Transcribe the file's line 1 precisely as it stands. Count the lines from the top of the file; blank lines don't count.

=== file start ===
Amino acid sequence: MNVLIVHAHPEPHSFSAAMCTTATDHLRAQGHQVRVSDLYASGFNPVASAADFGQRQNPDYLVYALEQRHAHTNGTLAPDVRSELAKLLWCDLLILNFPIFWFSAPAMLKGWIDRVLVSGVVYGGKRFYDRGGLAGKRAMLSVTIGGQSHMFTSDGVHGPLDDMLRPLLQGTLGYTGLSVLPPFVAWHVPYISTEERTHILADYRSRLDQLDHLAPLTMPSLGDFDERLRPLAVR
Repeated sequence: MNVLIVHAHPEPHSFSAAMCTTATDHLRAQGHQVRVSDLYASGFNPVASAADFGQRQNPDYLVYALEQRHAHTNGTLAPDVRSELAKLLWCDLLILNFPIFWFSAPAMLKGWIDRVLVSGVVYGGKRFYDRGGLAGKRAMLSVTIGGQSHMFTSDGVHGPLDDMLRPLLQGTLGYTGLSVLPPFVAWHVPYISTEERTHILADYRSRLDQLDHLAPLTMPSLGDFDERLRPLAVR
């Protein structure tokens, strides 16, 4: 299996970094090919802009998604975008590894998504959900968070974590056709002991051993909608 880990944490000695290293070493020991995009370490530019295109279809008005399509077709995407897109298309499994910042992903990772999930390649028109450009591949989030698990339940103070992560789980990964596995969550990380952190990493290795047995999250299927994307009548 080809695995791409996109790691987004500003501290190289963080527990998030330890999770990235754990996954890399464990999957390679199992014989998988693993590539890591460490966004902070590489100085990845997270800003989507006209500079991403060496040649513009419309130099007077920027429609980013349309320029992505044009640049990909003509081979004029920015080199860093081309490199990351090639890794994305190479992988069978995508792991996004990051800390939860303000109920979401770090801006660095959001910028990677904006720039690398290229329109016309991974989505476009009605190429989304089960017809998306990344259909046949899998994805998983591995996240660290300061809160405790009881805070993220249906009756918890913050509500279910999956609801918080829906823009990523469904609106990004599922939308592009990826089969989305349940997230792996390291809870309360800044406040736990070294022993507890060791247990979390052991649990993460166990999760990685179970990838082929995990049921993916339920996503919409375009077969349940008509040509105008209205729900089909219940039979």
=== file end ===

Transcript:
Amino acid sequence: MNVLIVHAHPEPHSFSAAMCTTATDHLRAQGHQVRVSDLYASGFNPVASAADFGQRQNPDYLVYALEQRHAHTNGTLAPDVRSELAKLLWCDLLILNFPIFWFSAPAMLKGWIDRVLVSGVVYGGKRFYDRGGLAGKRAMLSVTIGGQSHMFTSDGVHGPLDDMLRPLLQGTLGYTGLSVLPPFVAWHVPYISTEERTHILADYRSRLDQLDHLAPLTMPSLGDFDERLRPLAVR